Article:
Every sixth researcher in the technical and scientific field does not believe that there is a general freedom to comment on research, and several researchers have been exposed to political pressure
We feel confident with the encryption we use today and we know that it works. But what will happen to our encryption algorithms when someone succeeds in building a powerful quantum computer? New white paper highlights "state of the art on solving the challenges quantum computers provide for encryption".
Can we trust the encryption we use today? Do we know what will happen to our encryption algorithms when someone succeeds in building a powerful quantum computer?
A lot of research is being carried out on how to solve the problem that has been mainly a theoretical matter so far. However, eventually someone will succeed in building a quantum computer that will be able to perform new and important calculations for physics, chemistry and medicine.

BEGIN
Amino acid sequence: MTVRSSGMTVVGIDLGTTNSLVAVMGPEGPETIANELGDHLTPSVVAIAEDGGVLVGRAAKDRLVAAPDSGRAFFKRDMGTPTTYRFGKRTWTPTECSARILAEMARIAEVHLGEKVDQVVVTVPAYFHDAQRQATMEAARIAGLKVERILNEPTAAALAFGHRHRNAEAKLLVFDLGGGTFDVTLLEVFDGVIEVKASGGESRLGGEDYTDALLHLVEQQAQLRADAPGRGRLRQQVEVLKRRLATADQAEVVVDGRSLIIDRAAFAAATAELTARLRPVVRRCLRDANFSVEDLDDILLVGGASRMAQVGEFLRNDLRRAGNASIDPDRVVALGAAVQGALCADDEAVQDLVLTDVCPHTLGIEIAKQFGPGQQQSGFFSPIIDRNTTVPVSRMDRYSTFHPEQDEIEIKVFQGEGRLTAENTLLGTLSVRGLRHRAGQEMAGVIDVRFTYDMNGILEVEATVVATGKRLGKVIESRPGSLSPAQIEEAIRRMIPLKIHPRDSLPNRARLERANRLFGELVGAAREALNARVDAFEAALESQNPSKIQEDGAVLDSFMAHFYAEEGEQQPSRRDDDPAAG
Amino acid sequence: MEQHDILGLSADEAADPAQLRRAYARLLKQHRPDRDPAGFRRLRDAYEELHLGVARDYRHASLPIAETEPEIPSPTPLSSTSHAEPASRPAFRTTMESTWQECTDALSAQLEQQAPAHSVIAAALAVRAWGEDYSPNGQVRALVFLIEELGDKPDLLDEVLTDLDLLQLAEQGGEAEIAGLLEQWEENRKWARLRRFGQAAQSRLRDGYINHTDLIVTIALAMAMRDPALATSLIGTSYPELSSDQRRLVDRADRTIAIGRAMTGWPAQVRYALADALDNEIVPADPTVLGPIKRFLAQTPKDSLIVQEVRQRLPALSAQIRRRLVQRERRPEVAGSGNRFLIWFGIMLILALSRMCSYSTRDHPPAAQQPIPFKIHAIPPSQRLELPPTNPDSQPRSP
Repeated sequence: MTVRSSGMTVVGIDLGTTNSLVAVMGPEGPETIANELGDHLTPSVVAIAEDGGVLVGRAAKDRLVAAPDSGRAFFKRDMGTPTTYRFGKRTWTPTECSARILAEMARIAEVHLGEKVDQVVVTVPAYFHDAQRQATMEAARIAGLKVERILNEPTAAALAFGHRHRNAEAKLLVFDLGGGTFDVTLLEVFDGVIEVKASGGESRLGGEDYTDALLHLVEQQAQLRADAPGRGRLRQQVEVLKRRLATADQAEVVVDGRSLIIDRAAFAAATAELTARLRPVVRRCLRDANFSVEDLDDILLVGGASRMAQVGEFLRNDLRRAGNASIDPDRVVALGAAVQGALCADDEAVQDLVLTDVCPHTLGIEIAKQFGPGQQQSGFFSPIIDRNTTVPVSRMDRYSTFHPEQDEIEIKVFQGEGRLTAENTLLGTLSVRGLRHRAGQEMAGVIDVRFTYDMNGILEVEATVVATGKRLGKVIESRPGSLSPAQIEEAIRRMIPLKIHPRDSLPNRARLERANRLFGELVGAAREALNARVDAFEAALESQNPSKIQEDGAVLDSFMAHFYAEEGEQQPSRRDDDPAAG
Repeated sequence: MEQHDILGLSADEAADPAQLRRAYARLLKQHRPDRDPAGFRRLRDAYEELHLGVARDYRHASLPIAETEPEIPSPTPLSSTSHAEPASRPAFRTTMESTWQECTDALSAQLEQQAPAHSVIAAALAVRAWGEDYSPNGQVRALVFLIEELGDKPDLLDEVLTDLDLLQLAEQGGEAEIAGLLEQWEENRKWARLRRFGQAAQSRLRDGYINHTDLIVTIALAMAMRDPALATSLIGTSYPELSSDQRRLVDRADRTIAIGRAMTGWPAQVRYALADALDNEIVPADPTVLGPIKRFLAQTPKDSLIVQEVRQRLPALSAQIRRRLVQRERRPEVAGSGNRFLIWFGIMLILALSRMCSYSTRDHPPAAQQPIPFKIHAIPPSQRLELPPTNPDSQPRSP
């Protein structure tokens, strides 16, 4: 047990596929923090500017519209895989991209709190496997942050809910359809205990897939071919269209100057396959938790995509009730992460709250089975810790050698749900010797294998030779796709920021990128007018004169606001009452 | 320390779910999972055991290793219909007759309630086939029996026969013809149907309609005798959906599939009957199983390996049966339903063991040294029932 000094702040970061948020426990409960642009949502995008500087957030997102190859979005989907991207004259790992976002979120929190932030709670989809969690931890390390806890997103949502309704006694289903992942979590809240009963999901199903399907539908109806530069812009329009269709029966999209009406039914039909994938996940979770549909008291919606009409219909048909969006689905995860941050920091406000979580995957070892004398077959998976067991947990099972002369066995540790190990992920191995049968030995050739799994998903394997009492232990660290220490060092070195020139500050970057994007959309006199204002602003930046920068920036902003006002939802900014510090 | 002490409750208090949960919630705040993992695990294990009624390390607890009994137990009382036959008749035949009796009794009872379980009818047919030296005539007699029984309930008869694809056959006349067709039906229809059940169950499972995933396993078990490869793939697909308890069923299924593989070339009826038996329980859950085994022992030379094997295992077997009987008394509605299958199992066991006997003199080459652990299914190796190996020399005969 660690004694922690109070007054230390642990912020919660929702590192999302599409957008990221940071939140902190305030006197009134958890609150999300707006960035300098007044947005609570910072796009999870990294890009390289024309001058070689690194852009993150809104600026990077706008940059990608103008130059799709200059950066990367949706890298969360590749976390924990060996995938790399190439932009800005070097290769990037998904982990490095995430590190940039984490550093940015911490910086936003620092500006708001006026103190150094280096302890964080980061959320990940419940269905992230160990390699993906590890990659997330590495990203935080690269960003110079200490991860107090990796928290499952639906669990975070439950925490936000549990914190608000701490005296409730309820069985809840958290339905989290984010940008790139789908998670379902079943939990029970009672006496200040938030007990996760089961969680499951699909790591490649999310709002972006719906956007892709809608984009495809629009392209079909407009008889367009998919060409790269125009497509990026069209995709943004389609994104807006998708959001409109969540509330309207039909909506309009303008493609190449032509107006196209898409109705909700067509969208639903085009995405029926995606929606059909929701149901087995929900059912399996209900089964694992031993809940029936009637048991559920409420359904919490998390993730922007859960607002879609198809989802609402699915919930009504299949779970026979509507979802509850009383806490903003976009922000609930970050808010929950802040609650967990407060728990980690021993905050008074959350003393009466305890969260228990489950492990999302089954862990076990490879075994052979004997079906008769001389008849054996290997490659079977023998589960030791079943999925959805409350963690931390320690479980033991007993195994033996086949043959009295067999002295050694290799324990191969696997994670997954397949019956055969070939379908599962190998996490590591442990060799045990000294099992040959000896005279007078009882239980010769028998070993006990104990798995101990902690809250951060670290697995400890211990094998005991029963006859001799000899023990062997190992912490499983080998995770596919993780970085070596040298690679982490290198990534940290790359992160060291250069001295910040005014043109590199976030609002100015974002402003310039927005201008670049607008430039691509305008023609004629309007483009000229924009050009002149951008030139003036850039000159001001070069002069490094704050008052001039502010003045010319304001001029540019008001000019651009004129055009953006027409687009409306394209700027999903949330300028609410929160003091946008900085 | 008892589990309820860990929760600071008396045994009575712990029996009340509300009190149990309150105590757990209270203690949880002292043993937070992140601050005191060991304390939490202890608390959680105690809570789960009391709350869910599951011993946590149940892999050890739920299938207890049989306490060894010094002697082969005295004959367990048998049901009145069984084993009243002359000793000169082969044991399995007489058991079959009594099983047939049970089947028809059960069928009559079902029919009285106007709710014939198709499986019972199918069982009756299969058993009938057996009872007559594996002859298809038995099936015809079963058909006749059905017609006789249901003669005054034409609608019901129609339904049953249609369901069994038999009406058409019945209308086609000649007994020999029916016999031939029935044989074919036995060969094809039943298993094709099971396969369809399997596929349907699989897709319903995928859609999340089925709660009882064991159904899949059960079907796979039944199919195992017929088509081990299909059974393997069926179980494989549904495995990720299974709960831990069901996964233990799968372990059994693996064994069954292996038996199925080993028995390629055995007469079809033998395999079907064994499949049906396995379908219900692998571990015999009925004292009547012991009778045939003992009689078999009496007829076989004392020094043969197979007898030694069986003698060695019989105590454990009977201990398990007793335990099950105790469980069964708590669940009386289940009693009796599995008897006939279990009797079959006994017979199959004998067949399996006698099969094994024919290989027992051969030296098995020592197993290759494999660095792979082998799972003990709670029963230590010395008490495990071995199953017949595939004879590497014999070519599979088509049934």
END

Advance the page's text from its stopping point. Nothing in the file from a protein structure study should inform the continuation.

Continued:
However, this will have the negative impact that the encryption we use today will no longer have the desired security. Large technology companies are working on developing quantum computers that are able to perform extremely fast calculations. We do not know how far the different players have come in this field. The largest well-known quantum computer has 50 qbits and was built by IBM. And there is still some way to go before we reach the many thousands of qbits that are needed to break the encryption we know today.
We have written a whitepaper describing state of the art on solving the challenges quantum computers provide for encryption.